When four couples share a rare moment of celebration to the glorious sounds of the Sacred Harp Singers, Roper suddenly appears within their circle. There’s no escaping her from that point on. She asserts her dominance in a commanding solo, and then claims the innocently youthful Jon Michael Schert. A craggy voice sings, asking to be spared for one more year; but there is no mercy—Schert’s lifeless figure slides out from under Roper’s skirt.”
Dressed in vintage clothes, the dancers leapt and loved their way through life. They mourned a dead friend, they wooed one another. When Alison Roper appeared as Death on stage, the tone of the dance didn’t change much. Life simply went on. Dressed in a sleek red ball gown cut away in the front, she moved with grace and purpose, beautiful and apart and ominous. Sleight of hand here, steely look there, she harvested souls with impersonal poise.
Everything changed with her solo to Ralph Stanley’s “I’ll Remember You in My Prayers.” An incongruous song for a dance by death, but this is no stereotypical grim reaper. With arms swinging and legs stomping in a pagan almost-tantrum, she showed desire and lust for what she could never have: life.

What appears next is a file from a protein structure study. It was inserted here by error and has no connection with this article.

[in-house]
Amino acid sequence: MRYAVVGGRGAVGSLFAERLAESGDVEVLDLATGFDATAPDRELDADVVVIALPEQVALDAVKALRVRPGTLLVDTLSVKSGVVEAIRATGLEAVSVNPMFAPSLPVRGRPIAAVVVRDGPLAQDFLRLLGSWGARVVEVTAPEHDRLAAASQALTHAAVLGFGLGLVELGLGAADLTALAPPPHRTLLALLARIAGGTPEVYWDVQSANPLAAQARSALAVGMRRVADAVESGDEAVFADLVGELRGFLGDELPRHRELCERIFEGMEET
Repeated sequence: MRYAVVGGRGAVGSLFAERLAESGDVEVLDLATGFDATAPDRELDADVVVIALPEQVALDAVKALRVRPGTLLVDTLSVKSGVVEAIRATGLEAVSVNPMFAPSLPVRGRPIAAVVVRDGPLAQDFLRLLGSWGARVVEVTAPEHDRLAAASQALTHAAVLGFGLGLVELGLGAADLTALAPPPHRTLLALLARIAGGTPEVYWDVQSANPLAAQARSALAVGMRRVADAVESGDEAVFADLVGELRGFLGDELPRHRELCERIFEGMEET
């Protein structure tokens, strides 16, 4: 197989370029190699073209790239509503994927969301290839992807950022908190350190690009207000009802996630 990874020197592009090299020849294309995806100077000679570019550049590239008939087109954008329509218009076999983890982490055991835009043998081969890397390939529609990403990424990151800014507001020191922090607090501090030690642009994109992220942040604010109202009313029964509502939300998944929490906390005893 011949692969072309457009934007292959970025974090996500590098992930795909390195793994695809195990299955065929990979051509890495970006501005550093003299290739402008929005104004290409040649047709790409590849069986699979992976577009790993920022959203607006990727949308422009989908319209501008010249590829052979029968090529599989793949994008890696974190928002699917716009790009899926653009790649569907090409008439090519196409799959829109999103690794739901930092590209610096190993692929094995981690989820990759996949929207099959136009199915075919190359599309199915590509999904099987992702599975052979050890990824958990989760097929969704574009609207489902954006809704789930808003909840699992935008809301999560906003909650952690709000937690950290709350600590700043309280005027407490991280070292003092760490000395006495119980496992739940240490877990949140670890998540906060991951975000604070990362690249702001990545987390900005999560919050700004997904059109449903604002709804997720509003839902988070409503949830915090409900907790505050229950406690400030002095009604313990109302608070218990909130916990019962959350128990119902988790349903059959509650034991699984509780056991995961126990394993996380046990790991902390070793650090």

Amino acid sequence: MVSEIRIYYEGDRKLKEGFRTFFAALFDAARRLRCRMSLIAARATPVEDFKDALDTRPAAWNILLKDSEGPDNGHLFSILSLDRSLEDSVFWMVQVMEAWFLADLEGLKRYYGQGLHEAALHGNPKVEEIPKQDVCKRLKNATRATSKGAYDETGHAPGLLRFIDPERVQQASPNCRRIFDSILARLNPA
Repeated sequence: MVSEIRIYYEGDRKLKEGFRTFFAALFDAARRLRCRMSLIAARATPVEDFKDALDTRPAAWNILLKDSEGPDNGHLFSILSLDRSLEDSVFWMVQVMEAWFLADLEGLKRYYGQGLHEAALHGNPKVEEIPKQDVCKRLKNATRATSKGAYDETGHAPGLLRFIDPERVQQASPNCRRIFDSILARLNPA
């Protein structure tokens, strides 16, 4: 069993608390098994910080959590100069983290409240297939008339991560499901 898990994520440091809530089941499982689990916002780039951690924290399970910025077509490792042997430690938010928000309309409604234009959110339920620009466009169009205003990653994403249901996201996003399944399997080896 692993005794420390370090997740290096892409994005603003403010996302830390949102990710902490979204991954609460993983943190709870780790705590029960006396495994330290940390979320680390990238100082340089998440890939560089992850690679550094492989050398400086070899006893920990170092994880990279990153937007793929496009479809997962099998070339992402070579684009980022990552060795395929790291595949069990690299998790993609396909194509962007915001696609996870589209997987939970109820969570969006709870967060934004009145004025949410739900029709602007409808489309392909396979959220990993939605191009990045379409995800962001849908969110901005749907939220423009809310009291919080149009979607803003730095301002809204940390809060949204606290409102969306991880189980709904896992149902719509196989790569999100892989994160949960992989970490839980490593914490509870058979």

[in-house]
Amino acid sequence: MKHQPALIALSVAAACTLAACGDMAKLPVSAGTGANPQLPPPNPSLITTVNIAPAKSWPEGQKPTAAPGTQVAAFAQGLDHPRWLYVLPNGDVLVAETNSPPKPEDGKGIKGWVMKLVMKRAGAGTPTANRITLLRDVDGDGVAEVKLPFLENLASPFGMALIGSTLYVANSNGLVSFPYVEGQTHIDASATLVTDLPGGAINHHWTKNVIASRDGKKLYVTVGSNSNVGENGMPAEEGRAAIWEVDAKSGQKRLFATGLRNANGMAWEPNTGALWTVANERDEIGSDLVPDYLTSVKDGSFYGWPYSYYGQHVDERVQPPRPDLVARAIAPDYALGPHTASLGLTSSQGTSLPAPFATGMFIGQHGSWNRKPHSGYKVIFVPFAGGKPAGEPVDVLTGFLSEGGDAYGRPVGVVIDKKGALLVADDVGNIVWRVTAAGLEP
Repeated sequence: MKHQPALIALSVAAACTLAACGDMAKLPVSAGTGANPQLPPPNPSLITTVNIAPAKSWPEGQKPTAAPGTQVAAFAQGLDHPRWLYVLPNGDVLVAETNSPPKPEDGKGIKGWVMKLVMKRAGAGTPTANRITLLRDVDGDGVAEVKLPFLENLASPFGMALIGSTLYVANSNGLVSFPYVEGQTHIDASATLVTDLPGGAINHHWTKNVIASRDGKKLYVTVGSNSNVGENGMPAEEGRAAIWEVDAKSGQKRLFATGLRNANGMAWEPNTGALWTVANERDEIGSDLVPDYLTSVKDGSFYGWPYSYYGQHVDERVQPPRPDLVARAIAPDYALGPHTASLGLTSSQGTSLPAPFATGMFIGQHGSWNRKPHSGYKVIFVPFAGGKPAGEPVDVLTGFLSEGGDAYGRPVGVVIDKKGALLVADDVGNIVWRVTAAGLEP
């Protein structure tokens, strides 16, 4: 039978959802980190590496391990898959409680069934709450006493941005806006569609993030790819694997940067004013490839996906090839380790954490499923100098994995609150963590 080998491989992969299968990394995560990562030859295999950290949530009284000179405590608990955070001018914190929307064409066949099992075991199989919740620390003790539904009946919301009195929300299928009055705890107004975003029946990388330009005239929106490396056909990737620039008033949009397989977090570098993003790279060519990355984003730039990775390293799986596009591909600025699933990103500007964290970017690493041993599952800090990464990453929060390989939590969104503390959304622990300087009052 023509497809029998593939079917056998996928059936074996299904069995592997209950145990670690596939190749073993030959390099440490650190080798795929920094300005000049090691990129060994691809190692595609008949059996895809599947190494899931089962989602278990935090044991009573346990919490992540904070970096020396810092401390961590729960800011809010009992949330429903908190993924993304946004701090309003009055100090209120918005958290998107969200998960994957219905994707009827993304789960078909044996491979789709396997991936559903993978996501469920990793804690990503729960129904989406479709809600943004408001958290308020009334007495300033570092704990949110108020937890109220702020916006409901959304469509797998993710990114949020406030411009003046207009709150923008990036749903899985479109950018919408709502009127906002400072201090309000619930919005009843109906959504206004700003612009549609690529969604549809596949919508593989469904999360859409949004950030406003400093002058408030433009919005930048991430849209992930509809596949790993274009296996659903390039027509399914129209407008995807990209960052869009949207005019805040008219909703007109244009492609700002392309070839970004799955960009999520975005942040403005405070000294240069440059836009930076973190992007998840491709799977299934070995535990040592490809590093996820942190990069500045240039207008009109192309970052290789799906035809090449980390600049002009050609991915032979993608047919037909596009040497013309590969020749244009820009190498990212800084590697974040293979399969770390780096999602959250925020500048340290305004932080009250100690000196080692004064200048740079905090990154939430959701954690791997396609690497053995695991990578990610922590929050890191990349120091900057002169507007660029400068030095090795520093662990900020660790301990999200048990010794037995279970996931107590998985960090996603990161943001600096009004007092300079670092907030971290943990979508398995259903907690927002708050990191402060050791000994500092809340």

Still, she was a sneaky bitch – part siren, part warden – stepping between couples and moving one off to the side, toward their demise. But towards the end of the piece she was dancing with them, too, in fleeting moments, unable to help herself. She, too, knows about appetite, about need.
The 11-song dance ended in a crescendo of Stanley’s “O Death.” Joined by company member John Michael Schert, Roper egged him on. Her movements made promises, but despite moments of surrender, he never gave himself over completely. It didn’t matter; Death was in control. In this divine game of cat and mouse, only one creature can reign. Few are ever ready to cross that line. And so in a whirl of hope and despair, Schert was sucked into Death, only to be belched out an inert corpse at the feet of the viciously beautiful monster
The audience was both stunned and appreciative, and stood in ovation of the dance troupe.”